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Groothuis: “ Darwinism is terribly overrated scientifically. ”

Douglas Groothuis

Here’s a swatch from Lee Strobel’s interview with philosopher Douglas Groothuis who, we are told, spent more than 8 years producing Christian Apologetics: A Comprehensive Case for Biblical Faith.

Q. What’s the strongest argument in the arsenal of atheists these days? And why does it fall short?

A. That’s a big question. Different atheists will use different arguments, but they often confront Christians with two things: (1) Darwinism has refuted the idea of Designer and so defeats Christianity (and every other form of theism). They claim that undirected, purely material causes and entities can explain all of biology. (2) The existence of the amount of evil in the world destroys the idea that there is a God who is all-good and all-powerful. No such God would allow this to happen. This is called the problem of evil.

I address (1) in chapters 13 and 14 of Christian Apologetics. To put it into a nutshell: Darwinism is terribly overrated scientifically. Darwinists usually presupposes a materialistic worldview—this is their philosophy, not something derived from science itself—and then interpret everything in biology according to those categories. In other words, “What my net don’t catch, ain’t fish.”

But once we admit intelligent design as a legitimate category of explanation, we find that Darwinism loses its persuasive power as a comprehensive explanation of the biosphere. In fact, Darwinism cannot explain the existence of molecular machines (such as the bacterial flagellum) or the information in DNA code. Nor can it even present a compelling case that all life evolved from a common ancestor.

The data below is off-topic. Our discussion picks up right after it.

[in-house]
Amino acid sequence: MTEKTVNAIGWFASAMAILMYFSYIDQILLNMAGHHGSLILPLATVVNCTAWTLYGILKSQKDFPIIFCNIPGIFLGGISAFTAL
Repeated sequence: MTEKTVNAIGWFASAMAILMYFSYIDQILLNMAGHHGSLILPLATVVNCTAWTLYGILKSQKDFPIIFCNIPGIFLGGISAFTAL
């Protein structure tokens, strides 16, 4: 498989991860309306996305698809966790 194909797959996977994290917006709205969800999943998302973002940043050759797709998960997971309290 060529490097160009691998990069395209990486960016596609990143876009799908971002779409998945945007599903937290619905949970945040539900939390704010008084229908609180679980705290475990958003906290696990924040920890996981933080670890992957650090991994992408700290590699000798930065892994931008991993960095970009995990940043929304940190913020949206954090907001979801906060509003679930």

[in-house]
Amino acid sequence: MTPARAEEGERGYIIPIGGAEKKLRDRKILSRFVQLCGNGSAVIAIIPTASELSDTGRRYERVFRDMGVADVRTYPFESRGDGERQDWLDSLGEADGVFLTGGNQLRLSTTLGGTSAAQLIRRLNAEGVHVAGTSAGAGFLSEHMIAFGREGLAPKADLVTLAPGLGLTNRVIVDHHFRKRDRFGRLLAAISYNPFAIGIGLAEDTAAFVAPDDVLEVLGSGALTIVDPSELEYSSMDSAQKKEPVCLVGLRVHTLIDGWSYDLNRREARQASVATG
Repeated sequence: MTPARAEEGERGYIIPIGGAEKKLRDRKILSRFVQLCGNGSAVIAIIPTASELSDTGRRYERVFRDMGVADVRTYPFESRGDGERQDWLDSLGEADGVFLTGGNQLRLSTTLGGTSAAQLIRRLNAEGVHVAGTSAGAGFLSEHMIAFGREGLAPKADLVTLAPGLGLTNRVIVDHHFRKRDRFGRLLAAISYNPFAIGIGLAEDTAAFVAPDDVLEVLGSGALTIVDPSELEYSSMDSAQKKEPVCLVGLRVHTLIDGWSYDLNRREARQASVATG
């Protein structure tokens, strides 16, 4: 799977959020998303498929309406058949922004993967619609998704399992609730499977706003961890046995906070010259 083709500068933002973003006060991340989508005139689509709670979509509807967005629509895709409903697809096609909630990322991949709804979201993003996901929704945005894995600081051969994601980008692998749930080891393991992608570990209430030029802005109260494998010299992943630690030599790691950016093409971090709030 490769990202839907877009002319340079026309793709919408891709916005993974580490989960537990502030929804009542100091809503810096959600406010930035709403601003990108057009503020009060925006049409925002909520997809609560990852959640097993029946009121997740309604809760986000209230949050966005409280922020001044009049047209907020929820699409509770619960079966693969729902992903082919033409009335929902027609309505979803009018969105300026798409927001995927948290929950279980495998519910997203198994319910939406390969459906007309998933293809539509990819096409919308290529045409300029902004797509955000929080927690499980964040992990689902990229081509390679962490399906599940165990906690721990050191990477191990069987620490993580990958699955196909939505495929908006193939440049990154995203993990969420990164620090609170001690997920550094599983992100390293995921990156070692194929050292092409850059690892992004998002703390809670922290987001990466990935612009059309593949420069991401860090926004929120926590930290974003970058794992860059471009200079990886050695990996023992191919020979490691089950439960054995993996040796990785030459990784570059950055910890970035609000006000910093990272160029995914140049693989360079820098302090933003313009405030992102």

This is all useful for Christians to keep in mind when we hear Christian Darwinists claim we can be just as good Christians if we believe what Darwin believed about life. If you’re anywhere near them, look out for the flying sandals.

Hat tip: Wintery Knight

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7 Responses to Groothuis: “ Darwinism is terribly overrated scientifically. ”

  1. “Darwinists usually presupposes a materialistic worldview”

    Isn’t it more accurate to say that the majority of all scientists in all disciplines presuppose a materialistic worldview, not just Darwinists? Or put another way, what’s an example of a successful scientific field that doesn’t have a materialistic foundation?